Robotics team to be featured on South Korean educational broadcast

October 28, 2019 — by Selena Liu

The school’s M-SET robotics program will be featured as an example of American education in a South Korean documentary that will air in the near future. 

South Korea’s Educational Broadcasting Company (EBS) filmed the program and interviewed team members and advisers. The documentary will be broadcast on South Korean national television and focuses on the various high school educational opportunities available in multiple countries.

“They came to Silicon Valley to specifically talk about computer science and AI by filming and interviewing the robotics team,” M-SET president senior Mitra Mokhlesi said. “Seeing how we apply tech into our learning is one of the goals of the broadcast.”

The company plans to to do a feature on the extracurricular opportunities provided by Silicon Valley schools. The film will also cover high schoolers in Japan, Korea and Canada.

The company came by request of junior robotics member Jae Lee, who heard of the documentary team through his Korean volunteer organization, whose advisers had connections with the film team. Lee invited them to film and interview students on the robotics team.

“We talked about how high schools here lead students to learn more about a subject themselves and how compared to other countries, we’re free to do student-based learning,” Lee said. 

This student-based learning is a stark contrast to Korea’s strict teacher-based education system, which has often been criticized by many Koreans and Americans alike.

According to Korean-American column writer Se-Woong Koo from The New York Times, “The world may look to South Korea as a model for education — its students rank among the best on international education tests — but the system’s dark side casts a long shadow. Dominated by cram schools and highly authoritarian teachers, South Korean education produces ranks of overachieving students who pay a stiff price in health and happiness.”

Lee said that since most of the learning in Korea was based solely on teacher instruction, the film team was looking to broaden the country’s horizons and introduce new approaches to education into its system by exposing the approaches taken by high schools in different countries.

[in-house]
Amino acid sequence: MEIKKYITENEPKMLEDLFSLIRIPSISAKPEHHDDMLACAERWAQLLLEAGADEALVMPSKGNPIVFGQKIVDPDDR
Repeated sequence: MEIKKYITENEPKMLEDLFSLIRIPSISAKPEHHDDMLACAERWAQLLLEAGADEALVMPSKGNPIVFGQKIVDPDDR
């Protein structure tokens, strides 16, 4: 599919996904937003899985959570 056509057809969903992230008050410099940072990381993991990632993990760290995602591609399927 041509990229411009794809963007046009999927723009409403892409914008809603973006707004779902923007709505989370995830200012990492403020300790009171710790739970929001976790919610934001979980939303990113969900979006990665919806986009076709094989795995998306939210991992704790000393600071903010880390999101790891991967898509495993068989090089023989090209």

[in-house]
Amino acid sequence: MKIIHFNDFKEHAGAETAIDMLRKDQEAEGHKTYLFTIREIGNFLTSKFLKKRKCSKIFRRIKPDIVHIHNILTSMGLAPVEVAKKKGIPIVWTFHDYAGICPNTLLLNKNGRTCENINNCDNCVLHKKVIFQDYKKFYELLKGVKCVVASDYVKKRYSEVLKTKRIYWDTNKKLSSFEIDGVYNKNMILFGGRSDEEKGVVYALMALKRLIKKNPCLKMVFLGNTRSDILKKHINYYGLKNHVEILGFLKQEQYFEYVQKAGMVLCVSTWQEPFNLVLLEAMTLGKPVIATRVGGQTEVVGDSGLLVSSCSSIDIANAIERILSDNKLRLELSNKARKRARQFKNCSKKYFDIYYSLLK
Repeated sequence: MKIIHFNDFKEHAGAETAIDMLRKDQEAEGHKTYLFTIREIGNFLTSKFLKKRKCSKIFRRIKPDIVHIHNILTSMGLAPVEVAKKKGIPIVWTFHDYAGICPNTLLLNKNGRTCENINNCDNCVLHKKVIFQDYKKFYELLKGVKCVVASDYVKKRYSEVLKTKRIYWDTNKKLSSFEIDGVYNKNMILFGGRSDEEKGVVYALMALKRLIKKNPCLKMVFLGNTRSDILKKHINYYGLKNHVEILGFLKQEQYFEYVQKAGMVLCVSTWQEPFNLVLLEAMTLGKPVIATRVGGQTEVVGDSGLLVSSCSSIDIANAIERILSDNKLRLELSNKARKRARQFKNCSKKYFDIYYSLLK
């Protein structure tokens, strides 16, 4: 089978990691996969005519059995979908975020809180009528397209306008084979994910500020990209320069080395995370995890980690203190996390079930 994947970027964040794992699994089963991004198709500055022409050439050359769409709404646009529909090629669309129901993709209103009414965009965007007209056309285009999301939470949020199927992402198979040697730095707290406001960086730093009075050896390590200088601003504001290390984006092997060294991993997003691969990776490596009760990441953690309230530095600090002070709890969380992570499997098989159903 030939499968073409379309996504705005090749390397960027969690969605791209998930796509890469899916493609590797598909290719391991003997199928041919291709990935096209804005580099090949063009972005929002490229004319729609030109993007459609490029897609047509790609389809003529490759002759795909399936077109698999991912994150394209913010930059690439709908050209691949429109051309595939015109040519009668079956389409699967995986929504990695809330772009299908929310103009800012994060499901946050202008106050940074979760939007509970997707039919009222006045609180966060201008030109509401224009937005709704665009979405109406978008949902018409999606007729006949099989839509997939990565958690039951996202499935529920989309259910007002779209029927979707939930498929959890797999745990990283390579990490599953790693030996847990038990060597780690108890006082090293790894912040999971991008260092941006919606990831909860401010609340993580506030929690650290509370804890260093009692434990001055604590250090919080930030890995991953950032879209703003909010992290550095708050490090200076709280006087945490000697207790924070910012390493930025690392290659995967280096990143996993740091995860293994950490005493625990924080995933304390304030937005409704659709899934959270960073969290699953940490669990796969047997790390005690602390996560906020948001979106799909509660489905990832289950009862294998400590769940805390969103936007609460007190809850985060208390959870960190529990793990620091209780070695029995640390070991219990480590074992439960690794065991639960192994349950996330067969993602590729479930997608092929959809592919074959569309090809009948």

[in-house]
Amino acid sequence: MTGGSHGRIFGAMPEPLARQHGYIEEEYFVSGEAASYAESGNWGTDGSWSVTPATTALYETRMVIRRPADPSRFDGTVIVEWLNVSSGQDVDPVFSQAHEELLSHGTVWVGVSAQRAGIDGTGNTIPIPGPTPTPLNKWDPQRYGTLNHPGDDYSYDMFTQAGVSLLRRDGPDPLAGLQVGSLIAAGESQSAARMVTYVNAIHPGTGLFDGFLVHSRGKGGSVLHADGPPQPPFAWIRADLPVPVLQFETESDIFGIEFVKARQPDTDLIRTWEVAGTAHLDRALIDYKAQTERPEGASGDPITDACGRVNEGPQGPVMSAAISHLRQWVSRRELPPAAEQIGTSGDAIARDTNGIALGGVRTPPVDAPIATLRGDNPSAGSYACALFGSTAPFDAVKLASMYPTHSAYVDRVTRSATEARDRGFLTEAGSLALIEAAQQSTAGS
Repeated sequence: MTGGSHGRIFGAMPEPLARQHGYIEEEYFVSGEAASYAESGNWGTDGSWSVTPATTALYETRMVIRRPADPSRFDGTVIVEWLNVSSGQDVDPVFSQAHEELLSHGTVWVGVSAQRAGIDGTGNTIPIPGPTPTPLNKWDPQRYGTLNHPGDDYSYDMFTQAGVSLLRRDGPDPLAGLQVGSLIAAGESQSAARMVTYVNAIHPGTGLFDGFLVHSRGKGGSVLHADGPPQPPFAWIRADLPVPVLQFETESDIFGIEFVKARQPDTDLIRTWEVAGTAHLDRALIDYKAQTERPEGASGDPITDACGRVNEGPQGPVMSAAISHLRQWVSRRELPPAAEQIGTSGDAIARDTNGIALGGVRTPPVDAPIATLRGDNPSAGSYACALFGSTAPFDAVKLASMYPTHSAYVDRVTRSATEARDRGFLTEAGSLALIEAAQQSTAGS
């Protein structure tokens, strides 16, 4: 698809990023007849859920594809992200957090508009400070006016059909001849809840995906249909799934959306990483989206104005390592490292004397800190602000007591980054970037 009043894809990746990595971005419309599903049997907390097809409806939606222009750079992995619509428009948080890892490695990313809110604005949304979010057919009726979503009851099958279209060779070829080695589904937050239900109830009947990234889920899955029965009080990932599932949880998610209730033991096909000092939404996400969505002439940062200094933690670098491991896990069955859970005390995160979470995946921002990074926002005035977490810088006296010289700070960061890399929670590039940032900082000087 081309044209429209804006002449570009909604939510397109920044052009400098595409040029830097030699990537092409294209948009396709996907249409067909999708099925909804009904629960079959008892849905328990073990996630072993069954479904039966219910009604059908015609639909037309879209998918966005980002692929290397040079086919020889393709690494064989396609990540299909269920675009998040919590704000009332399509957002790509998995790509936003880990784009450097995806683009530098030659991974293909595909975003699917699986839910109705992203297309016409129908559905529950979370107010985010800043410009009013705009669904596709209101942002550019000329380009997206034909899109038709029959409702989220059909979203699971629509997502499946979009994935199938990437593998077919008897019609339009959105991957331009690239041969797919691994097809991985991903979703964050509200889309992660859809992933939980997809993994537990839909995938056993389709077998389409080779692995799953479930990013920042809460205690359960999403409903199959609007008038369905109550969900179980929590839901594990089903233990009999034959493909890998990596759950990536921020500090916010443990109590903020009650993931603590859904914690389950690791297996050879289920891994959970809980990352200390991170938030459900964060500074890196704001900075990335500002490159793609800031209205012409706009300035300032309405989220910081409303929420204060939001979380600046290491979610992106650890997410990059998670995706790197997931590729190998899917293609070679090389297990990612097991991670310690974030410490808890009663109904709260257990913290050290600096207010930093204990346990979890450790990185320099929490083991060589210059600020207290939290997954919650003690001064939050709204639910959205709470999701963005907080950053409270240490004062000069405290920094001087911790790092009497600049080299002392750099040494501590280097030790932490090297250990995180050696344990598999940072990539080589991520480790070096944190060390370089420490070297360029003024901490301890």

The film centered around the collaborative process of the FRC (First Robotics Competition) team, the division of M-SET that Lee participates in. 

FRC, in contrast to FTC (First Tech Challenge), focuses on developing large robots almost as tall as humans instead of smaller robots. According to Mokhlesi, FRC works in the season from January to April, and FRC is overall a much larger-scale competition, with more complex and completely custom robot development.

“I think they filmed robotics here to discuss and show how students are applying knowledge that they’re learning on their own into a competition,” Mokhlesi said. “They also interviewed mostly students who had taken AP Computer Science, and they asked these students what their experience was like collaborating in those classes.”

Besides Saratoga High, the filmmakers will also reach out to other high schools in Los Angeles and San Diego before traveling to other countries. If all filming proceeds according to schedule, Mokhlesi heard from the film crew that the film is set to broadcast in December.

“Since it is an educational broadcast, many students and their parents will be seeing this in South Korea,” Mokhlesi said. “Overall, I would say that this opportunity is extremely amazing.” 

11 views this week

Add new comment

CAPTCHA
Prove that you're human:

Photo of the week

AP Physics students carry out the speed of sound lab on Dec. 5.

Upcoming Events

December 16: Period 6 Final

December 17: Period 5 and 7 Final

December 18: Period 2 and 4 Final

December 19: Period 1 and 3 Final

January 6: Semester 2 Begins

Poll

What's your hardest final?

Navigation

Falcon In Print

UPHILL BATTLE: Academic overreaching leads to wide-ranging problems

Applying to 30+ colleges no longer unheard of

Mosh madness: admin combats aggressive clustering at dances

Finals schedule altered to meet learning minutes